Should I Trust My Art Dealer?

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Should I Trust My Art Dealer?


I have been an artist for more than 30 years. I have taught at New York University and Columbia University and was a visiting critic at Yale University. Principally, I’m a photographer. My work tackles womanhood, motherhood, race, colonialism, and feminism. My art is held in multiple museum collections and I was recently the subject of a solo presentation at the Princeton University Art Museum, where curator Klaudia Ofwona Draber wrote: 

“Who is Yo Mama? She is your mother. She is the Virgin Mary. She is Jesus. She is Rajé. She is ‘Chillin with Liberty’ (1998). She is Queen Nanny of the Maroons, and the ‘Mother of Us All’ (2004). She is Renée Cox. She embodies the artist’s alter egos. She empowers.” 

As a Black woman, I know what it is like to have every part of your anatomy and being questioned. My work “Yo Mama’s Last Supper” (1996) engendered racial abuse when Mayor Rudy Guiliani demanded its removal from the Brooklyn Museum in 2001. This incited others to question me as a Black female artist portraying herself in a biblical image. I never gave in to such racially charged statements and responded by saying, “I have a right to reinterpret ‘The Last Supper’ as Leonardo Da Vinci created ‘The Last Supper’ with people who look like him. The hoopla and the fury are because I’m a Black female. It’s about me having nothing to hide.” I’m a Black female who chose to be at the center of that table. We all know what happened to Guiliani; it took two brave Black women he slandered to bring him down

Writing from experience, people of color are often seized upon, especially when mistakes are made. That happened to London-based art dealer and activist Amar Singh, who was recently smeared by Graydon Carter’s publication Air Mail. I have recently been working with Singh and Black curator Destinee Ross Sutton on including my work in Sutton’s show Unapologetic WomXn during the 2024 Venice Biennale. Singh has been tireless in his support. When the Venice show closes in November, this will pave the way to my solo show at Singh’s gallery, which he is reopening in London later this year. 

Air Mail’s article, published last October, is 12,000 words of pure dung not worthy of artist Chris Ofili to weave upon one of his canvases. The piece focuses on Singh’s relationship with his ex-girlfriend, who has admitted to cheating, gaslighting, and lying to him during their relationship. Singh exploded over the phone in a vitriolic tirade upon her confessions. He said in a public statement posted to his Instagram in January: “Verbal abuse is wrong. I am profoundly sorry for my behaviour.” The ex-girlfriend later told Karen Ocamb of the LGBTQ+ publication the Los Angeles Blade, “All good that he has done and the kind person he is should not be overpowered by a few minutes of responsiveness to my actions.”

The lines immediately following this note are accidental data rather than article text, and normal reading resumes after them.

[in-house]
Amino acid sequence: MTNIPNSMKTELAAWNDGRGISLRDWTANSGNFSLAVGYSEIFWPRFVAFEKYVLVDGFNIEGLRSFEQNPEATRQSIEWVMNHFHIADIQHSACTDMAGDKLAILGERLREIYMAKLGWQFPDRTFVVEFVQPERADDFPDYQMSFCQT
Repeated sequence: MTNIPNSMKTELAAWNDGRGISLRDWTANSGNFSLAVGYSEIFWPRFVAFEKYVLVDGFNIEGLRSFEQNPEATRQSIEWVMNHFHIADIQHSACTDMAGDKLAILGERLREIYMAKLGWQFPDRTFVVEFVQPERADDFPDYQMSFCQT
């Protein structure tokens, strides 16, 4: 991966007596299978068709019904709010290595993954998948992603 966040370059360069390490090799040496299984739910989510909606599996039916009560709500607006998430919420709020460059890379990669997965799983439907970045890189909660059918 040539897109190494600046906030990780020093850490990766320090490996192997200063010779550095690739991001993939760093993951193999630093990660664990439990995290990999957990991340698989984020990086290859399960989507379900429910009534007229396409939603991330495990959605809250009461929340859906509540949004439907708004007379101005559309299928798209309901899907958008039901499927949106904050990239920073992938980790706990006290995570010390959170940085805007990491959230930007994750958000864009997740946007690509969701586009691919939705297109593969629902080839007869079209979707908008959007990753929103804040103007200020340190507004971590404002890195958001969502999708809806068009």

Art dealer and activist Amar Singh photographed by Renée Cox (image courtesy the artist)

What happened to Singh is a mix of racism and tabloid journalism, in my opinion, but it is also systematically indicative of how Black and Brown men and women are disregarded. Singh also faced questions over his heritage and education. The allegations that he lied about helping charities and museums are utterly false. Questioning the background of people of color was a driving force of colonialists who would argue such people could not run their own countries or minds, especially the British imperialists who worked so hard to colonize Singh’s ancestors and mine. I’ve known Singh since 2016; we met when he was only 26. For all that time, he has been passionate about art and human rights, fighting against LGBTQ+ conversion therapy in India and the human trafficking of women and children. He has already proven he’s the real deal.

Queen Nanny was a warrior who fought against colonial forces, protecting Jamaican people against those who wanted to enslave them due to the color of their skin. That is why I become her in my work. That work does not stop when I put the camera down. The people Nanny protected wouldn’t have needed protection if they were White, and neither would Singh.

In my work “The Yo Mama” (1993), I am pictured fully naked holding my son. It is a work that signifies the power of a woman but also the power of a mother. A mother protects. Breonna Taylor could have been my daughter. Amar Singh could be my son. Singh made a mistake over the phone in his personal life, but the attempted erasure of his work which has positively impacted many is grounded in a racial current that sails against the idea that a 34-year-old Brown man could have helped so many people and succeeded in the White-dominated art world. So, should I trust my art dealer? Yo Mama sure does!



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